Every time it’s the same story. News of mass murder. At first, when we know next to nothing, we speculate. Must be those evil assholes again. Maybe we catch ourselves. We think, whoa, hold on. Maybe we don’t know that yet. But those guns — my goodness, the guns! When will America learn?

We conveniently ignore facts. Such as the high proportion of guns (legal or not) in many other countries. I don’t like guns very much myself. But I don’t see them as evil because by themselves, they don’t do much. It’s always the human hands that cause trouble. And those hands can always find other tools to do their deeds — remember Nice? There is senseless violence everywhere. But we don’t think about that. We think about our theory.

Some information trickles in, and we jump on it. I knew it! Islamic State claims responsibility. Those bastards. Unless of course they’re lying. Then it must be something else. Race? Anger? Something? Anything?

Sigh. We really need to do better. No, we need to be better.

We seem to have lost touch with our common humanity when we fail to see others as people just like us. When we objectify them so we can crush our political adversaries on Twitter. It’s not helping.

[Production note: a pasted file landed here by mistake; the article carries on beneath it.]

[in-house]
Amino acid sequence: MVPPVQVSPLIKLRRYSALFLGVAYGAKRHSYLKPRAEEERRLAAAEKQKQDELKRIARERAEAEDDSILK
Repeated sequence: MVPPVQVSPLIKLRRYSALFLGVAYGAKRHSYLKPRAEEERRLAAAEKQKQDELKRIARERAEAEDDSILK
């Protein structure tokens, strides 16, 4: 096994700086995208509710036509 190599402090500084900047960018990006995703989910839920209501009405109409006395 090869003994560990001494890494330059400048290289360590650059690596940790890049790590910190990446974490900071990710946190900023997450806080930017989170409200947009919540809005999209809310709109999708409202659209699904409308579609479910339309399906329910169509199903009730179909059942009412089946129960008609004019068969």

Losing touch with our common humanity is not a new problem; I’ve read too much history to pretend otherwise. But we’re no closer to solving it than the ancestors we mock as unspeakably retrograde ever were. Maybe we’re not as evolved as we like to think.

I’m not absolving myself, in case you were wondering. When I heard the news that a massacre had happened at a country music festival in Las Vegas, I immediately jumped to the conclusion that it had been perpetrated by a middle-aged white man, and that his motives were political. When I heard I’d got the first part right, I started feeling disgusted with myself.

I’d done it. I had, without meaning to, failed to think about humans first. Instead I moved right along to making a cold, rational point about society and politics. (I did not say anything about my guess and the reasons behind it to anyone. But I thought it.)

I am writing this as a public slap across my own smug face. I shouldn’t be part of the problem. I don’t want to be part of the problem. I want to touch our common humanity — at least aspire to it. I want to try to comfort the ones who are hurting, and do my bit to contribute to a more humane world.

I don’t quite know how to do that. The only thing I can think of at the moment is to refrain from engaging in political fights over who said what about whom and who’s secretly wishing for what outcome and isn’t it just typical of them to say what they just said. I will hug my children, try very hard not to complain (about anything, I mean), and do my best to listen to others — really listen, not wait for a chance to incinerate their arguments — when they speak to me.

Writer | Ottawa. Books include Épître aux tartempions, Le national-syndicalisme, Down the Road Never Travelled, Not Just for Kicks and Le livre Uber.